UPDATE: Just to be clear, this article is about an expansion of Paypal’s services in Japan into bank remittances. Paypal already offers some services in Japan linked to credit cards. Thanks to commenter Adrian for pointing that out.
The Nikkei has an article noting that thanks to law revisions set to pass in the current Diet session, restrictions on the remittance business will be substantially relaxed in a move that will finally allow Paypal to offer its services in Japan. The article contains an example of how sending money will change starting some time in 2010:
Current money transfer services offered by banks are not ideal for sending small amounts of money overseas. For example, a major Japanese bank charges 5,500 yen for wiring money to a U.S. bank account regardless of the amount.
PayPal and other online money-transfer services offer a cheaper, more convenient alternative to traditional bank wires. High fees have stopped a grandmother in Nagoya from sending a 5,000 yen birthday gift to a grandchild in the U.S., since she would have to spend more on fees than the amount she is sending.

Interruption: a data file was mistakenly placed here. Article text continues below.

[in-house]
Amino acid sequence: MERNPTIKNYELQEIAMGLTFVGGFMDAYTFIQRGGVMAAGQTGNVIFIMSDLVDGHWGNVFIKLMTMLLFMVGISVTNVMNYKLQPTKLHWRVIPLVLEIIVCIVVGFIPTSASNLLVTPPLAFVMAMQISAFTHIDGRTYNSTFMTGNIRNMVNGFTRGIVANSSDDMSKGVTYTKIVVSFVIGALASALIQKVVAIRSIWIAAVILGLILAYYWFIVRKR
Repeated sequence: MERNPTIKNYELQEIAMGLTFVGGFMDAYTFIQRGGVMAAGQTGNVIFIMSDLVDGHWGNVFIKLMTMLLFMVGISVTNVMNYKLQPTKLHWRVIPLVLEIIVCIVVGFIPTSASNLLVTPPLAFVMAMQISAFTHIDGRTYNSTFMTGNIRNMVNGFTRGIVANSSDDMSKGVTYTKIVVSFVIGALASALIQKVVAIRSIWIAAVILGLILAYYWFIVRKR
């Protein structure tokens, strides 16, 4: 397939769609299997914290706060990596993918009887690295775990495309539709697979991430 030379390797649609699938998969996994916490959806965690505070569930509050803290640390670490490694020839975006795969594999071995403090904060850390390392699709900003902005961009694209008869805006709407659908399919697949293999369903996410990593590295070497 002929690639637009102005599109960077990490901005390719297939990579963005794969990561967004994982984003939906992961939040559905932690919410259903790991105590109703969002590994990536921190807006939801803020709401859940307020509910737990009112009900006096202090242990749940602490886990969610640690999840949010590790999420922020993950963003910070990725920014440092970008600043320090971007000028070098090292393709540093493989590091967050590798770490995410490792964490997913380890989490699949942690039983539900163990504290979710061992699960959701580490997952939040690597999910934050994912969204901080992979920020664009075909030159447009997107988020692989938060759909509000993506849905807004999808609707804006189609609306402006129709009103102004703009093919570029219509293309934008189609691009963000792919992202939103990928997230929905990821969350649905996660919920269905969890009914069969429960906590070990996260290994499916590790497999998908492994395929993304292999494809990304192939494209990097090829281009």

If an online money transfer service such as PayPal can be used, the grandmother probably would have sent the money without hesitation because fees for sending 5,000 yen to the U.S. using that service come to no more than 200 yen.
This sounds tempting, but the numbers presented are misleading, especially in this English-language summary of the original Japanese article.
According to the print edition of Nikkei, Paypal will charge fees of 1.9-2.7% of the amount, plus an additional 30 yen fee, in contrast to banks which take a flat fee (usually around 4,000 yen, but Lloyds charges just 2,000) plus a foreign exchange fee of around 1%. So while the service looks cheap for small amounts like the example above, in reality the fees are cheaper than banks only up to around 150,000 yen, according to a company spokesperson quoted in the article (vs. Lloyds that number falls to 100,000 yen). For debt slaves like me who routinely send 200,000 yen overseas each month, this would make no difference at all.
And of course Paypal’s service has other benefits besides overseas remittances – it’s mainly a convenient way to pay for online auction purchases (without giving out credit card info), so maybe it will catch on here as well. Other benefits touted by the article included 24-hour service and “lower fees” though they did not present examples as to how the fees for domestic transfers would be cheaper.
Plus other businesses such as NTT Docomo are planning their own services, so maybe at some point someone will find a profitable way to make overseas remittance cheaper.